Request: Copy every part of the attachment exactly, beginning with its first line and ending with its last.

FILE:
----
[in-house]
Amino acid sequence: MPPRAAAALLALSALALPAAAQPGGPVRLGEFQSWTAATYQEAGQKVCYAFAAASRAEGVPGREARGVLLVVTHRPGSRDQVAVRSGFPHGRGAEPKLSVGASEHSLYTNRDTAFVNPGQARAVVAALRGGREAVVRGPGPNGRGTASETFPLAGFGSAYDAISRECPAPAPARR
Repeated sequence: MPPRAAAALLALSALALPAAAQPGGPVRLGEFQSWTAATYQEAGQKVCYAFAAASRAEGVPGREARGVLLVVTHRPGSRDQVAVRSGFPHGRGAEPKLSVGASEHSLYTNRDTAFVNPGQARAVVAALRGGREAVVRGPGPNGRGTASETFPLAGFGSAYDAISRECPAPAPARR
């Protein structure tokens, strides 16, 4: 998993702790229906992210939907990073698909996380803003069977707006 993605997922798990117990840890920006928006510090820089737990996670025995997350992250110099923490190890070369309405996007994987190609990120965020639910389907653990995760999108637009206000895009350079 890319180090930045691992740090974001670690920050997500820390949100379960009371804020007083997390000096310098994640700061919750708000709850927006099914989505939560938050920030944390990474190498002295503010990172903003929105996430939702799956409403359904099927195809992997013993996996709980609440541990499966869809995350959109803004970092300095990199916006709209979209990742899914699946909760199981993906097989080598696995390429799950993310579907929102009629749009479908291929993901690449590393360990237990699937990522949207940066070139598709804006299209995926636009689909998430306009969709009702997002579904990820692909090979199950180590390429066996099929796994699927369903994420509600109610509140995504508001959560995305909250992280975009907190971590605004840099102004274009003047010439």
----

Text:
[in-house]
Amino acid sequence: MPPRAAAALLALSALALPAAAQPGGPVRLGEFQSWTAATYQEAGQKVCYAFAAASRAEGVPGREARGVLLVVTHRPGSRDQVAVRSGFPHGRGAEPKLSVGASEHSLYTNRDTAFVNPGQARAVVAALRGGREAVVRGPGPNGRGTASETFPLAGFGSAYDAISRECPAPAPARR
Repeated sequence: MPPRAAAALLALSALALPAAAQPGGPVRLGEFQSWTAATYQEAGQKVCYAFAAASRAEGVPGREARGVLLVVTHRPGSRDQVAVRSGFPHGRGAEPKLSVGASEHSLYTNRDTAFVNPGQARAVVAALRGGREAVVRGPGPNGRGTASETFPLAGFGSAYDAISRECPAPAPARR
């Protein structure tokens, strides 16, 4: 998993702790229906992210939907990073698909996380803003069977707006 993605997922798990117990840890920006928006510090820089737990996670025995997350992250110099923490190890070369309405996007994987190609990120965020639910389907653990995760999108637009206000895009350079 890319180090930045691992740090974001670690920050997500820390949100379960009371804020007083997390000096310098994640700061919750708000709850927006099914989505939560938050920030944390990474190498002295503010990172903003929105996430939702799956409403359904099927195809992997013993996996709980609440541990499966869809995350959109803004970092300095990199916006709209979209990742899914699946909760199981993906097989080598696995390429799950993310579907929102009629749009479908291929993901690449590393360990237990699937990522949207940066070139598709804006299209995926636009689909998430306009969709009702997002579904990820692909090979199950180590390429066996099929796994699927369903994420509600109610509140995504508001959560995305909250992280975009907190971590605004840099102004274009003047010439």